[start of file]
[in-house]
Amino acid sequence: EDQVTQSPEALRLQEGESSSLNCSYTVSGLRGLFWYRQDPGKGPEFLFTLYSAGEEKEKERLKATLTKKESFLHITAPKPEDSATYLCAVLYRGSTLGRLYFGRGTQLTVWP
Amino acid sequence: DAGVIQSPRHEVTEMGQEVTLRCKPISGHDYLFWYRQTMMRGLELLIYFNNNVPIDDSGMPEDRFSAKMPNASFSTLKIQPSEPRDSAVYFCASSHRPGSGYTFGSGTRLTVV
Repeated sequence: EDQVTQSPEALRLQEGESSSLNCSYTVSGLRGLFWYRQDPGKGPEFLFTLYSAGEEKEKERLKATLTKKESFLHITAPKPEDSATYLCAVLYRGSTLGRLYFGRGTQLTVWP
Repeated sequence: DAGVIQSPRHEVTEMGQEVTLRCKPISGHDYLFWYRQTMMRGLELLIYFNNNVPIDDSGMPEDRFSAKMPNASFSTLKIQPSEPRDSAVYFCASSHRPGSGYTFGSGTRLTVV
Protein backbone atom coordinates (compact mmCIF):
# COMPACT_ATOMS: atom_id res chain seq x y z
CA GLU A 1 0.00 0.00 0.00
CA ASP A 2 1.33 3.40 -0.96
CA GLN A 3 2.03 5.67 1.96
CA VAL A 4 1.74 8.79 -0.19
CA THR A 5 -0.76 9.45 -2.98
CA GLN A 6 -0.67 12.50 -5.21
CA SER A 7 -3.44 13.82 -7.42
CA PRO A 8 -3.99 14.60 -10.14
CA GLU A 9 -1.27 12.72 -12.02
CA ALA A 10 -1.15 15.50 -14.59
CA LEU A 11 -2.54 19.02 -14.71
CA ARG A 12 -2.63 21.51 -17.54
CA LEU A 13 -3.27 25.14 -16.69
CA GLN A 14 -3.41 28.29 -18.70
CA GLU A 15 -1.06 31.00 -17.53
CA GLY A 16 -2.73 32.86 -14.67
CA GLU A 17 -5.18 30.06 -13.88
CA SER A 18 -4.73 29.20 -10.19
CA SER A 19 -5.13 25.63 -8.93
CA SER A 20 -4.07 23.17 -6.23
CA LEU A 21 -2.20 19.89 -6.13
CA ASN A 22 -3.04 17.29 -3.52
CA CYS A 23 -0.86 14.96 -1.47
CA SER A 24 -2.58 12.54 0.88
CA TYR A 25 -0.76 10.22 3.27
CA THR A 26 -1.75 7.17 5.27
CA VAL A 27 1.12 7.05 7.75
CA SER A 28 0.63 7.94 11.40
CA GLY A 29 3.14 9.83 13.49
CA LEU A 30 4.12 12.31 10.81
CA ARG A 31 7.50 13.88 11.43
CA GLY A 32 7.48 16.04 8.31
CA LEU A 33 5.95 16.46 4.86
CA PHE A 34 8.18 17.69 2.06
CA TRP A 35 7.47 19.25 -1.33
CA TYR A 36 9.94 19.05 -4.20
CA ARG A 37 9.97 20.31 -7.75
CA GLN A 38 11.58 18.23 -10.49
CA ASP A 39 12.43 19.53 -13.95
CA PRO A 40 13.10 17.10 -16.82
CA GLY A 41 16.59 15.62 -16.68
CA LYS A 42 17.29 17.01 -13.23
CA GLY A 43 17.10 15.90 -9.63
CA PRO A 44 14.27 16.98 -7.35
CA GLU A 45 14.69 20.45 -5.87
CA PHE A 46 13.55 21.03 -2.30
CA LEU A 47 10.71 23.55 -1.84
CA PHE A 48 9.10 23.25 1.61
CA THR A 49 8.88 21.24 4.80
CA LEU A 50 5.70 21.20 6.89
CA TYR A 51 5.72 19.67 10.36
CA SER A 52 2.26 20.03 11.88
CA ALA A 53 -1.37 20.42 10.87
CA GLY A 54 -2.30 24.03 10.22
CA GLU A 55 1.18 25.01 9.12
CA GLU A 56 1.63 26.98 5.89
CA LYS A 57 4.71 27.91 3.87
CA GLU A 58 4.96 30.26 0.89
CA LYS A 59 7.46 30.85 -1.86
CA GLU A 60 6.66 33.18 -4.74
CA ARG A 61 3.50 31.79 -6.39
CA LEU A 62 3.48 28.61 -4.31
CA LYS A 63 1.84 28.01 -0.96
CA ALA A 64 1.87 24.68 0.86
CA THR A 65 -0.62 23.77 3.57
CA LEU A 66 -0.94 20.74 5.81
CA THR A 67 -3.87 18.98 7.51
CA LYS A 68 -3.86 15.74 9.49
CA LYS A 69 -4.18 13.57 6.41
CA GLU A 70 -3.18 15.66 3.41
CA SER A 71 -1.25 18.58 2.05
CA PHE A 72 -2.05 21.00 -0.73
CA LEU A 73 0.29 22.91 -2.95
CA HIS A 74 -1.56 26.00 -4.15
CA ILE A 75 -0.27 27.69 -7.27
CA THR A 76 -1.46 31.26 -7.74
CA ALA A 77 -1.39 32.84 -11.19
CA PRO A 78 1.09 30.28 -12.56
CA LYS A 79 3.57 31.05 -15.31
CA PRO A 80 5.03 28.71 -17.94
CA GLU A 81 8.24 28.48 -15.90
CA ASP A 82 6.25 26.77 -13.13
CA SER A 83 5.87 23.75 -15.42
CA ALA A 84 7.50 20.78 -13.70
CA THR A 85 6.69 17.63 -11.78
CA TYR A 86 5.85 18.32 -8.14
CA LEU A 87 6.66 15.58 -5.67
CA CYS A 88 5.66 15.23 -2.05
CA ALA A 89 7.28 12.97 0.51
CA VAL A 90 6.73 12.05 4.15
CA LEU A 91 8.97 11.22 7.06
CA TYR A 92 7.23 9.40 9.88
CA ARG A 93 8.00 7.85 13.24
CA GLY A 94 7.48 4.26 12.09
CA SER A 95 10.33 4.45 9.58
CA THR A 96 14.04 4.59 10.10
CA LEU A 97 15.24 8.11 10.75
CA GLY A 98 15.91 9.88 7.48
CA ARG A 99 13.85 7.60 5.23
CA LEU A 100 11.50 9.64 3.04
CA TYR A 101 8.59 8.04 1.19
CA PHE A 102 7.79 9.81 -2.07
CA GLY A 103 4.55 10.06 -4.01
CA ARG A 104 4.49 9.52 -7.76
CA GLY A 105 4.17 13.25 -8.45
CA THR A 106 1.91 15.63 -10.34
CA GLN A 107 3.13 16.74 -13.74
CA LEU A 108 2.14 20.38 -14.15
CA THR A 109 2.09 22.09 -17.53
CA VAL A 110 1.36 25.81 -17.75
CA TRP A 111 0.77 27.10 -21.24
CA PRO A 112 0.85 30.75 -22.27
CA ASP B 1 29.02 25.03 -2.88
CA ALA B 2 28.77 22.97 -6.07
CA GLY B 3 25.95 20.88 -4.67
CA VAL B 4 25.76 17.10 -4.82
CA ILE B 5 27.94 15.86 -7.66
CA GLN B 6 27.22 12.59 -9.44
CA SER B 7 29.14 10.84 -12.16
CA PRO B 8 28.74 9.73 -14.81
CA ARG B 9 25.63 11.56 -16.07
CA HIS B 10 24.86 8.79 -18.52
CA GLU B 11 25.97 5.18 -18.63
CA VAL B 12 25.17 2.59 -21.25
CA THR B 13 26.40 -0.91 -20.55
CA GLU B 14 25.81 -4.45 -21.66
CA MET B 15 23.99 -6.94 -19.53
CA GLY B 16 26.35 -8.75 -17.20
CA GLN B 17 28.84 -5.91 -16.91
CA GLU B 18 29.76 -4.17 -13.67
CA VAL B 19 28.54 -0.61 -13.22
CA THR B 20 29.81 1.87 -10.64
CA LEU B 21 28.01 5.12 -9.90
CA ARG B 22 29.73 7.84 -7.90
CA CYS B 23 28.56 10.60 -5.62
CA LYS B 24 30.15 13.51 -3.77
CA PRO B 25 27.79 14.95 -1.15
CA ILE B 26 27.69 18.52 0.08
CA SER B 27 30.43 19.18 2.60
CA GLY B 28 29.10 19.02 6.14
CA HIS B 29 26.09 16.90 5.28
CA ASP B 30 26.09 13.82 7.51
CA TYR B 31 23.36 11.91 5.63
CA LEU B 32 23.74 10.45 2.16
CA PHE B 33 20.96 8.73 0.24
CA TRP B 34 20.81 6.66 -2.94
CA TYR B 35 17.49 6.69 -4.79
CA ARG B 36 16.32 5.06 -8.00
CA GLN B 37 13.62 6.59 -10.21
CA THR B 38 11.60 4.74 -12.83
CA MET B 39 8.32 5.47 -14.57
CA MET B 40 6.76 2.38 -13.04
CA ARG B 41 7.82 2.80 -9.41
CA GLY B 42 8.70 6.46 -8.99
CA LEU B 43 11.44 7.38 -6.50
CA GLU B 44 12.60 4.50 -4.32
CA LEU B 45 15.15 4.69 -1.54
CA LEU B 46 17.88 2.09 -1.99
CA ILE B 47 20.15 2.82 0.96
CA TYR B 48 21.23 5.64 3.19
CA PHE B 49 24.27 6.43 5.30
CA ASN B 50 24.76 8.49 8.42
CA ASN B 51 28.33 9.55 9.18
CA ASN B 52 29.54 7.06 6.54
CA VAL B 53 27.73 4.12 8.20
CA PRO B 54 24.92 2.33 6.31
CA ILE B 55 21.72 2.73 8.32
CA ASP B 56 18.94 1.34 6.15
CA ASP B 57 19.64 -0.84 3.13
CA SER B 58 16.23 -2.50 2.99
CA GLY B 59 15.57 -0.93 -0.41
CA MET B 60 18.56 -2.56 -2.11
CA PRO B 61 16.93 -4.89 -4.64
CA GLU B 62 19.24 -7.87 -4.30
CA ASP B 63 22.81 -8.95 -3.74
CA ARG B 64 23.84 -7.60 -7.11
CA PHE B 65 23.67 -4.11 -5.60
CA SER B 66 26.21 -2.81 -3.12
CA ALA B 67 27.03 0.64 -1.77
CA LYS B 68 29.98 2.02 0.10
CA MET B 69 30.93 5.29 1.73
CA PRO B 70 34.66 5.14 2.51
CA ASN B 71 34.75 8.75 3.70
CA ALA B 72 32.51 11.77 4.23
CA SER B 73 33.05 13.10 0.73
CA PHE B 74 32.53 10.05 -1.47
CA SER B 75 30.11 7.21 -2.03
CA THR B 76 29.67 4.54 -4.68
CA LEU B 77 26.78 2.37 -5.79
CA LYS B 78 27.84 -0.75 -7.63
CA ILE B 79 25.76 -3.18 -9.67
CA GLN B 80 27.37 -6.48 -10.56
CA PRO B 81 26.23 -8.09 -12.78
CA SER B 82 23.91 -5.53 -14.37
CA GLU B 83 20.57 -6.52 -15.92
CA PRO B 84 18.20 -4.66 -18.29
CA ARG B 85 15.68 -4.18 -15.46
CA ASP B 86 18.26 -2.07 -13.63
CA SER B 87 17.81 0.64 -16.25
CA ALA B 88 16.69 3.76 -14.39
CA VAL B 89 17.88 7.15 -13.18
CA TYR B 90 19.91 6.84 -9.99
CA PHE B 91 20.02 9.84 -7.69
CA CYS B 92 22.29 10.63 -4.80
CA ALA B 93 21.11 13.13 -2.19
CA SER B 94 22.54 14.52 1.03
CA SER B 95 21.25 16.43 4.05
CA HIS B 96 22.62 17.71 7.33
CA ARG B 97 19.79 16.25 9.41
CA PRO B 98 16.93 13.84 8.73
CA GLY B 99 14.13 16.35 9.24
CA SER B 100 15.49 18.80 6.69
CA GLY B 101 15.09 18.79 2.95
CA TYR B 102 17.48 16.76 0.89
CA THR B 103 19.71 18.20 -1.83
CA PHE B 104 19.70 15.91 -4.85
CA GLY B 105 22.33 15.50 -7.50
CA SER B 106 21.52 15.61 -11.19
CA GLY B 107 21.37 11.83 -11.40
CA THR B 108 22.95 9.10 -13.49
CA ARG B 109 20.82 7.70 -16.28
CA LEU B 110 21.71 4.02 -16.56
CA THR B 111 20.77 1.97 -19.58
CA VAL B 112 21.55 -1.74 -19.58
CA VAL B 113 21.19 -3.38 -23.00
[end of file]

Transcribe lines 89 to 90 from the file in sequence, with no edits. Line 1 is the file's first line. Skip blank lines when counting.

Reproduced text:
CA ASP A 82 6.25 26.77 -13.13
CA SER A 83 5.87 23.75 -15.42